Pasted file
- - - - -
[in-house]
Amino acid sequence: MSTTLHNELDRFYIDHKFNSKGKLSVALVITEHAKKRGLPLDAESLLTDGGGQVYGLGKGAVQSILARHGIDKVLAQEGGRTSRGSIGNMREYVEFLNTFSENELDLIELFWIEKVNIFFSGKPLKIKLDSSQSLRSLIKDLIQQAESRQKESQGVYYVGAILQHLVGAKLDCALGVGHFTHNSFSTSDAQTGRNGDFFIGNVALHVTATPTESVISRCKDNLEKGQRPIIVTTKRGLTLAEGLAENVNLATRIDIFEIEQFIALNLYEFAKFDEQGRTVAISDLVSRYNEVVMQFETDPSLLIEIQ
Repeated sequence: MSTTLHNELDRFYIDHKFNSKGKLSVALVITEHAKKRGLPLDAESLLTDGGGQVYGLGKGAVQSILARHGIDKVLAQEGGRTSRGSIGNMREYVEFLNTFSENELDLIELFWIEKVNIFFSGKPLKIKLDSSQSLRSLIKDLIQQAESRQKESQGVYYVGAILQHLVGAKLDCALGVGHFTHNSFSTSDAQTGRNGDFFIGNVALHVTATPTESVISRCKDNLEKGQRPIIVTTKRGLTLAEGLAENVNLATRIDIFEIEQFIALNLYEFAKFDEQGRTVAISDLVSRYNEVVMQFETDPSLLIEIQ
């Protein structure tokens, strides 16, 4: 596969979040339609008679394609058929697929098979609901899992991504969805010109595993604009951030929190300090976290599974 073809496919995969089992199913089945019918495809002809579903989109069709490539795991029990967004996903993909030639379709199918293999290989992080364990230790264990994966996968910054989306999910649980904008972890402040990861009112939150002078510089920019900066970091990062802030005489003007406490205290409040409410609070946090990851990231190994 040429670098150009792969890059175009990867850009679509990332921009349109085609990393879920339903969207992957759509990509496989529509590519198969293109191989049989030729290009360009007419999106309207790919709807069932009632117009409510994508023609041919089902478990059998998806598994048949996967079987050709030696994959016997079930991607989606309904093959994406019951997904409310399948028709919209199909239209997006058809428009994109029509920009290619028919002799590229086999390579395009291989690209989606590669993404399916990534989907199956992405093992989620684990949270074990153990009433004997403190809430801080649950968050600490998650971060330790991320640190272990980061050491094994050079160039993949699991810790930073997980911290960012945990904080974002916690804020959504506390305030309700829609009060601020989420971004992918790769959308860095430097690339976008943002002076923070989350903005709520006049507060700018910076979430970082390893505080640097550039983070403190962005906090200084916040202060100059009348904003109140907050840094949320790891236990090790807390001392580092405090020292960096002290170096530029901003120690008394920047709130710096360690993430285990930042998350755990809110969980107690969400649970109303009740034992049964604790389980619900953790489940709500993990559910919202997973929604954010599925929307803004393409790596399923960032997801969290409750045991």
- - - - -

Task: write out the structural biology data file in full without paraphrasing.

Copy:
[in-house]
Amino acid sequence: MSTTLHNELDRFYIDHKFNSKGKLSVALVITEHAKKRGLPLDAESLLTDGGGQVYGLGKGAVQSILARHGIDKVLAQEGGRTSRGSIGNMREYVEFLNTFSENELDLIELFWIEKVNIFFSGKPLKIKLDSSQSLRSLIKDLIQQAESRQKESQGVYYVGAILQHLVGAKLDCALGVGHFTHNSFSTSDAQTGRNGDFFIGNVALHVTATPTESVISRCKDNLEKGQRPIIVTTKRGLTLAEGLAENVNLATRIDIFEIEQFIALNLYEFAKFDEQGRTVAISDLVSRYNEVVMQFETDPSLLIEIQ
Repeated sequence: MSTTLHNELDRFYIDHKFNSKGKLSVALVITEHAKKRGLPLDAESLLTDGGGQVYGLGKGAVQSILARHGIDKVLAQEGGRTSRGSIGNMREYVEFLNTFSENELDLIELFWIEKVNIFFSGKPLKIKLDSSQSLRSLIKDLIQQAESRQKESQGVYYVGAILQHLVGAKLDCALGVGHFTHNSFSTSDAQTGRNGDFFIGNVALHVTATPTESVISRCKDNLEKGQRPIIVTTKRGLTLAEGLAENVNLATRIDIFEIEQFIALNLYEFAKFDEQGRTVAISDLVSRYNEVVMQFETDPSLLIEIQ
């Protein structure tokens, strides 16, 4: 596969979040339609008679394609058929697929098979609901899992991504969805010109595993604009951030929190300090976290599974 073809496919995969089992199913089945019918495809002809579903989109069709490539795991029990967004996903993909030639379709199918293999290989992080364990230790264990994966996968910054989306999910649980904008972890402040990861009112939150002078510089920019900066970091990062802030005489003007406490205290409040409410609070946090990851990231190994 040429670098150009792969890059175009990867850009679509990332921009349109085609990393879920339903969207992957759509990509496989529509590519198969293109191989049989030729290009360009007419999106309207790919709807069932009632117009409510994508023609041919089902478990059998998806598994048949996967079987050709030696994959016997079930991607989606309904093959994406019951997904409310399948028709919209199909239209997006058809428009994109029509920009290619028919002799590229086999390579395009291989690209989606590669993404399916990534989907199956992405093992989620684990949270074990153990009433004997403190809430801080649950968050600490998650971060330790991320640190272990980061050491094994050079160039993949699991810790930073997980911290960012945990904080974002916690804020959504506390305030309700829609009060601020989420971004992918790769959308860095430097690339976008943002002076923070989350903005709520006049507060700018910076979430970082390893505080640097550039983070403190962005906090200084916040202060100059009348904003109140907050840094949320790891236990090790807390001392580092405090020292960096002290170096530029901003120690008394920047709130710096360690993430285990930042998350755990809110969980107690969400649970109303009740034992049964604790389980619900953790489940709500993990559910919202997973929604954010599925929307803004393409790596399923960032997801969290409750045991």